Read an Excerpt

The Kremlin Letter


By Noel Behn

OPEN ROAD INTEGRATED MEDIA

Copyright © 1966 Noel Behn
All rights reserved.
ISBN: 978-1-5040-3659-7


CHAPTER 1

The Defector


Lieutenant Commander Charles Rone, USN, Regional Director — Systems, of the Office of Naval Intelligence, woke at precisely six A.M., brushed his teeth and completed his Royal Canadian Air Force exercises in four minutes and twenty-eight seconds. He shaved, showered and began dressing in front of the floor-length mirror. His trousers had been pressed slightly off the crease. He changed to another uniform, pinched his tie to perfection, buttoned his jacket and buffed his shoes to a high black gloss with the electric polisher. He picked up his briefcase, tucked his copy of the Wall Street Journal under his arm and started out for the Officers' Mess.

He finished half a grapefruit, two poached eggs and one slice of rye toast before pouring his third cup of black coffee, neatly folding back the newspaper to the closing stock-market prices, taking a deep breath and beginning to read.

He was counting his losses when the door flew open. He didn't have to look up to recognize the rasping voice of Captain Felson.

"Rone! The plane is waiting. Where the hell are all of your things?"

"What plane? What things?"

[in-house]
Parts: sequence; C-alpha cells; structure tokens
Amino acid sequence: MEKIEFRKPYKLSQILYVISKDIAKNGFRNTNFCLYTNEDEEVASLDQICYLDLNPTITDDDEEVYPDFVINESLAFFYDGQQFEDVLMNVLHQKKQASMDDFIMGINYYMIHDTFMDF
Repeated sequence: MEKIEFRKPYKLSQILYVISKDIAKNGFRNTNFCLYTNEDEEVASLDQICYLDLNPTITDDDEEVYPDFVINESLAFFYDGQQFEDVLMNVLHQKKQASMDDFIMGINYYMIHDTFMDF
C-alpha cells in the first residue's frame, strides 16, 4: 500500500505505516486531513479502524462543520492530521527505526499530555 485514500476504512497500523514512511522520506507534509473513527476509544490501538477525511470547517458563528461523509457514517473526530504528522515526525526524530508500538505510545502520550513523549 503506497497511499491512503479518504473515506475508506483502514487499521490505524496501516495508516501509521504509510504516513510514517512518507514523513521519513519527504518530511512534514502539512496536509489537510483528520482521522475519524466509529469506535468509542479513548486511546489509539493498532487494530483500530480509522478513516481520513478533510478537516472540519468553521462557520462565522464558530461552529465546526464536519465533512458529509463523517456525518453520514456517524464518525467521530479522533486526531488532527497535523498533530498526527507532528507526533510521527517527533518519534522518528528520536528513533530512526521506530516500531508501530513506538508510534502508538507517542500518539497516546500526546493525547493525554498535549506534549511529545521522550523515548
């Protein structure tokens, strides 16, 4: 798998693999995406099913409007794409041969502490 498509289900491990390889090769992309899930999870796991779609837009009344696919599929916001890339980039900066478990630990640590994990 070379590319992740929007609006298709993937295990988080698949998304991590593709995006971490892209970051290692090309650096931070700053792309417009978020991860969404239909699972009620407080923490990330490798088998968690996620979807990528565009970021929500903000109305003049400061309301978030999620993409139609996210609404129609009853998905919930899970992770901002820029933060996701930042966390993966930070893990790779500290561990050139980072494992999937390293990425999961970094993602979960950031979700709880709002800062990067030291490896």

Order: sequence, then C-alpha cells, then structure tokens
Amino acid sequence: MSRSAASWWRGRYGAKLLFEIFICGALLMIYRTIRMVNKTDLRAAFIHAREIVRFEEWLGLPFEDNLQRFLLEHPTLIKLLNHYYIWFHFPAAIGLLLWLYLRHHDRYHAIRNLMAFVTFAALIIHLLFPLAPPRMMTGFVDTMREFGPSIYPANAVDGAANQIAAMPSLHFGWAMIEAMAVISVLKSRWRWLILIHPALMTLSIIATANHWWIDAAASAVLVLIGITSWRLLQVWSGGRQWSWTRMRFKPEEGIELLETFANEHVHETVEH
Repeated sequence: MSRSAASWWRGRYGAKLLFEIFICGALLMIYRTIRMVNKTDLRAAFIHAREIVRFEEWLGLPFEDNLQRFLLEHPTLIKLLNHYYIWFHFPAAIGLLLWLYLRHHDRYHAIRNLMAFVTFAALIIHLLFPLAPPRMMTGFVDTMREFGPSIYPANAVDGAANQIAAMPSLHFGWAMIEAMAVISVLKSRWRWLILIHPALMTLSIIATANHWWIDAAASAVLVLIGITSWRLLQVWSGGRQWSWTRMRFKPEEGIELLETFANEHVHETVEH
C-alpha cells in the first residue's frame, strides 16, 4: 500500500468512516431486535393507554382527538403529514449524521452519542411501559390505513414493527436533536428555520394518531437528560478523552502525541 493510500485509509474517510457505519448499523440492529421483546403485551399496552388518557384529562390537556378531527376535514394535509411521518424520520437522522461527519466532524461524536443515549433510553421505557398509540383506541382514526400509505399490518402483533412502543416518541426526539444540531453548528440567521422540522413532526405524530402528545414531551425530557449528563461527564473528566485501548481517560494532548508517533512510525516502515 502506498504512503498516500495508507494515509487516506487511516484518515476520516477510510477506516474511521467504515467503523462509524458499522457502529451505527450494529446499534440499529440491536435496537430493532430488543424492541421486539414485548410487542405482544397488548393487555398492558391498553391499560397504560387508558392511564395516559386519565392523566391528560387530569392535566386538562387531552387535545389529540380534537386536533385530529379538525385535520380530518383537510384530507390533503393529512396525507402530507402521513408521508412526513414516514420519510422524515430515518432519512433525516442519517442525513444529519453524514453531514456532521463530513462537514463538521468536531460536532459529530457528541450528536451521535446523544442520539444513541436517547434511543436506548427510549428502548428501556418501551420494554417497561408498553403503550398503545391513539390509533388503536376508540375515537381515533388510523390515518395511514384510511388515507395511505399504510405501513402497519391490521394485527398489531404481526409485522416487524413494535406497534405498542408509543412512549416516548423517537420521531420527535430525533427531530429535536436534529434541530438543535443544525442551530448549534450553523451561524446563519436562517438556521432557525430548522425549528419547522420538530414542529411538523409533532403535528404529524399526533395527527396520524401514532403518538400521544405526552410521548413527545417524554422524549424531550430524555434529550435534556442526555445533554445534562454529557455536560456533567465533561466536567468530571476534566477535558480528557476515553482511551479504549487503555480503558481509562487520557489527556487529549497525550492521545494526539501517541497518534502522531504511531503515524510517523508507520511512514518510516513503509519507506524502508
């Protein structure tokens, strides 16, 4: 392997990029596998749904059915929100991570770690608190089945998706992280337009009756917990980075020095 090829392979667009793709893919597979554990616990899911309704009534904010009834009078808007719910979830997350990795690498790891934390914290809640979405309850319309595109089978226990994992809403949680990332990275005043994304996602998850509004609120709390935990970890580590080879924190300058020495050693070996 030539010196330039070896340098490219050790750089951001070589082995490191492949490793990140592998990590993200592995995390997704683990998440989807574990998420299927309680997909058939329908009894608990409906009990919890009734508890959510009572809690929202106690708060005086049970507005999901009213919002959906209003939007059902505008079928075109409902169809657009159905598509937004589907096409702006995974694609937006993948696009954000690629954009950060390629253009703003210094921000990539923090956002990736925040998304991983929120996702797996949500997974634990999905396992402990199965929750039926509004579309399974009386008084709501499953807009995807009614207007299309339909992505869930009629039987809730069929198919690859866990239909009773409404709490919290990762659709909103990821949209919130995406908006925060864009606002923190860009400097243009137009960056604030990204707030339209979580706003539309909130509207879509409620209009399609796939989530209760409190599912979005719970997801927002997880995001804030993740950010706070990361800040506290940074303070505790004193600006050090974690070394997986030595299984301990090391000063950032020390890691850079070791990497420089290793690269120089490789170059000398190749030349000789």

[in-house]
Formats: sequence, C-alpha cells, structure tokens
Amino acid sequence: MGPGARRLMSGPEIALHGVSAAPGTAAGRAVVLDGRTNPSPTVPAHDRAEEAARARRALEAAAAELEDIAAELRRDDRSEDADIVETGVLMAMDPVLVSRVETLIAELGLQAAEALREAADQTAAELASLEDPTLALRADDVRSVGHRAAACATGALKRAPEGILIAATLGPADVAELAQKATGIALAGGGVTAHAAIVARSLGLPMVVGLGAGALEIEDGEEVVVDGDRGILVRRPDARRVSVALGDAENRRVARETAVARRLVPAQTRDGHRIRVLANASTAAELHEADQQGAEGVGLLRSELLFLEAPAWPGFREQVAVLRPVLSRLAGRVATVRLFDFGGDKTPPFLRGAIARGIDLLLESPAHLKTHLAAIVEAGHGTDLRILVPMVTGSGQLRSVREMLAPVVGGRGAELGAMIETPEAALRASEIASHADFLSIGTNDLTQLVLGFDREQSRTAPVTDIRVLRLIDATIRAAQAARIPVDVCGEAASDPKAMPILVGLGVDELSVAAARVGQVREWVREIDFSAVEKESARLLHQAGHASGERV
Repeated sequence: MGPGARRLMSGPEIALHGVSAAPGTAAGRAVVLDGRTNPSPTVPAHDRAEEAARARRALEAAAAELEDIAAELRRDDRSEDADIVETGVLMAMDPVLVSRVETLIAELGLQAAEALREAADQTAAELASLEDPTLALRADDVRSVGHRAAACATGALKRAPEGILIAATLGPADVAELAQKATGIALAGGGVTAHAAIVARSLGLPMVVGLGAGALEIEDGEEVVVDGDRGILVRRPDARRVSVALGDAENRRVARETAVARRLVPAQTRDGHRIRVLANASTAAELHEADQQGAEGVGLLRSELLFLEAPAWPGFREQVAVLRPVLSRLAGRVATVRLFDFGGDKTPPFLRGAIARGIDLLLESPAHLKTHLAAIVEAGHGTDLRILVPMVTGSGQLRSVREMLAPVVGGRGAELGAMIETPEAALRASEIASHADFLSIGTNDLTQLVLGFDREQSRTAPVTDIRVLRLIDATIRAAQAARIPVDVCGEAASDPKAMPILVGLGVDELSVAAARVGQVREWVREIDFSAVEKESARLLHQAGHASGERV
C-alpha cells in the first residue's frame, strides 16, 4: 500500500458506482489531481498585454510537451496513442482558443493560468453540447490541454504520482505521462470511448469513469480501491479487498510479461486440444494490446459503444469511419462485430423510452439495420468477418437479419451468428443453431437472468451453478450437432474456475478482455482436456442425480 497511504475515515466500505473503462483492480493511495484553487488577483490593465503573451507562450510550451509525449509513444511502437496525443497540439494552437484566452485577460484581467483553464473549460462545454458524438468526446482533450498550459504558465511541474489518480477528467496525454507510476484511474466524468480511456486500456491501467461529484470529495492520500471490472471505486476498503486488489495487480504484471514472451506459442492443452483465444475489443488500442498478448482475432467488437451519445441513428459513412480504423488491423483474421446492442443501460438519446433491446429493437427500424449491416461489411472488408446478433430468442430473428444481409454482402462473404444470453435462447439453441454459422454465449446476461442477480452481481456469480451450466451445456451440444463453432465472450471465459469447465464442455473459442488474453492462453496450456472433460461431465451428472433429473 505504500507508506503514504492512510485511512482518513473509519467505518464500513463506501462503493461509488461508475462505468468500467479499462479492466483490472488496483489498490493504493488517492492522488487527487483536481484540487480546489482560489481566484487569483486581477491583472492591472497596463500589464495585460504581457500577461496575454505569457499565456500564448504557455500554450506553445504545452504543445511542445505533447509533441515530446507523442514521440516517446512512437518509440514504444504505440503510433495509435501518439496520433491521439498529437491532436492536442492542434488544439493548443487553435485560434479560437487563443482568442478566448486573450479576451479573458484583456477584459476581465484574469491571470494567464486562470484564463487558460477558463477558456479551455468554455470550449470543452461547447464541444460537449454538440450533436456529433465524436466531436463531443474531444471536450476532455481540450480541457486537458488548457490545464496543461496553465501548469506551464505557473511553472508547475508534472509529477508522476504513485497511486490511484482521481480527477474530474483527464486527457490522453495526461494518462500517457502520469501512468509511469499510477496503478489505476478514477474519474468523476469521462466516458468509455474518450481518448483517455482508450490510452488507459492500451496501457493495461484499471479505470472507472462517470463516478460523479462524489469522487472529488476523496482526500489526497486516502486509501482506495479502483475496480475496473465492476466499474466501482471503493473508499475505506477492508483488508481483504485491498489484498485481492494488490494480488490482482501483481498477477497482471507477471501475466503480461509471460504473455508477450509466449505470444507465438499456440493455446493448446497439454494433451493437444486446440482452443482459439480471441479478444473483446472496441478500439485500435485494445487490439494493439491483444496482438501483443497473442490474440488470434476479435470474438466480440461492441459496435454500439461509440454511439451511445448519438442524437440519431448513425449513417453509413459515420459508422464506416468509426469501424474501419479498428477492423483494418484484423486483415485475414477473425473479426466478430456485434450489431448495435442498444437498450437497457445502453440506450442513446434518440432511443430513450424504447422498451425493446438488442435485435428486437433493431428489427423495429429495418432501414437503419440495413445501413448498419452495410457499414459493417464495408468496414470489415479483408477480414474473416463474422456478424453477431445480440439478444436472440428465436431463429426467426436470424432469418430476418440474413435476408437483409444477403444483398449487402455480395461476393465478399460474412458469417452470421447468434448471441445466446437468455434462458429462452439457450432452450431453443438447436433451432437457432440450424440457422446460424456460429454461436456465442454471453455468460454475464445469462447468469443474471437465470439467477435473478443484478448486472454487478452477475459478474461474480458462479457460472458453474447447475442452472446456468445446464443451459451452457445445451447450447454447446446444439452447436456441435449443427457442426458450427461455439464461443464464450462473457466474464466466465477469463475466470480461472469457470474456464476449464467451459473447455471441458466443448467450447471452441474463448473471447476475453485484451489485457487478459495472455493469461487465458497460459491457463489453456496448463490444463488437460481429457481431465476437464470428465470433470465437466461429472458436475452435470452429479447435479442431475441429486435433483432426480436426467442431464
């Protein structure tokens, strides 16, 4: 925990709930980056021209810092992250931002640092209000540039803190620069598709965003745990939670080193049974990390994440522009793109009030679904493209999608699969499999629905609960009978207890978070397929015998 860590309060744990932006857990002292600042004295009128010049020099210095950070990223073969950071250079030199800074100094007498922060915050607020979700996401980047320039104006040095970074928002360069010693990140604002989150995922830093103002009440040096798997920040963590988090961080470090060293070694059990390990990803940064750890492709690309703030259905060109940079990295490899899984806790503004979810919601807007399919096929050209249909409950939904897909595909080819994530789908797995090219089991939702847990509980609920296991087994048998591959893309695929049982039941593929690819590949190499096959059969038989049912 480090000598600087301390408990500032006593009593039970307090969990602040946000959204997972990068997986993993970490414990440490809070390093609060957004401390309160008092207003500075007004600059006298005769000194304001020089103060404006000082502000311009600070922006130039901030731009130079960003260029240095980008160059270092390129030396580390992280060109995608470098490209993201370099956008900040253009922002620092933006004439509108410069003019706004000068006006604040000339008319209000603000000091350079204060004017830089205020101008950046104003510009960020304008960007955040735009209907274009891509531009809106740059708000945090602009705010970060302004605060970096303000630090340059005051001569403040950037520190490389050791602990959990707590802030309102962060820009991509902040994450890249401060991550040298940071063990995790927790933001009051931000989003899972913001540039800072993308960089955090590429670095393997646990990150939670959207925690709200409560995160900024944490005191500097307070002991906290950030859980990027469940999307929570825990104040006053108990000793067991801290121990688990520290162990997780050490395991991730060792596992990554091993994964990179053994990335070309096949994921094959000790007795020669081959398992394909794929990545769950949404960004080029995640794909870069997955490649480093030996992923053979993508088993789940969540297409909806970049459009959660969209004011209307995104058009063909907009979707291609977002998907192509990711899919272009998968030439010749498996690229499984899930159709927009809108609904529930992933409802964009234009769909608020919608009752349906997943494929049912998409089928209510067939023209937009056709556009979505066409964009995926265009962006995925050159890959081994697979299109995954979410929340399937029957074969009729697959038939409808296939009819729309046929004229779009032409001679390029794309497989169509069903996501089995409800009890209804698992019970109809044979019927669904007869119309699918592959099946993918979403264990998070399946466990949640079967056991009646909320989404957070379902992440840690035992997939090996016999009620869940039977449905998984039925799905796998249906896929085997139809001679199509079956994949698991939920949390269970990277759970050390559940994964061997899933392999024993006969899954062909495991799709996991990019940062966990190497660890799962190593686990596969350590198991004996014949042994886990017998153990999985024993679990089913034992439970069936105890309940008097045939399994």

"The seaplane. Your civilian things. Your kit. Everything. Where are they?"

"In my quarters. Where else?"

"Don't sit there, Commander. Get them."

"Why?"

"Ask the admiral."


From behind a long oak desk, devoid of antiquity or character, the admiral watched Rone approach. He did not bother to return the salute, but simply said, in an angry and official tone, "Lieutenant Commander Charles E. Rone, you are hereby informed that as of 1400 hours today, October 10, you will no longer be under the jurisdiction of the Department of the Navy."

"Excuse me, sir?" Rone said in disbelief.

"You are further informed," continued the admiral, "that as of 1400 hours, October, your commission as an officer in the Navy of the United States will be suspended, and concurrent with said suspension all rights and benefits accruing to you in the past or due to you in the future, as either an officer in the Naval Establishment or a member of the Armed Forces of the United States, will forthwith and forever be revoked and canceled — not that it makes a goddam bit of difference to you, I suppose?"

"But sir —" Rone began.

"And you will no longer address me as 'Sir.'"

"But I prefer calling you 'Sir.'"

"And I prefer that you don't."

"Under what authority have I been separated?" he demanded.

"It is proper and binding," the admiral replied.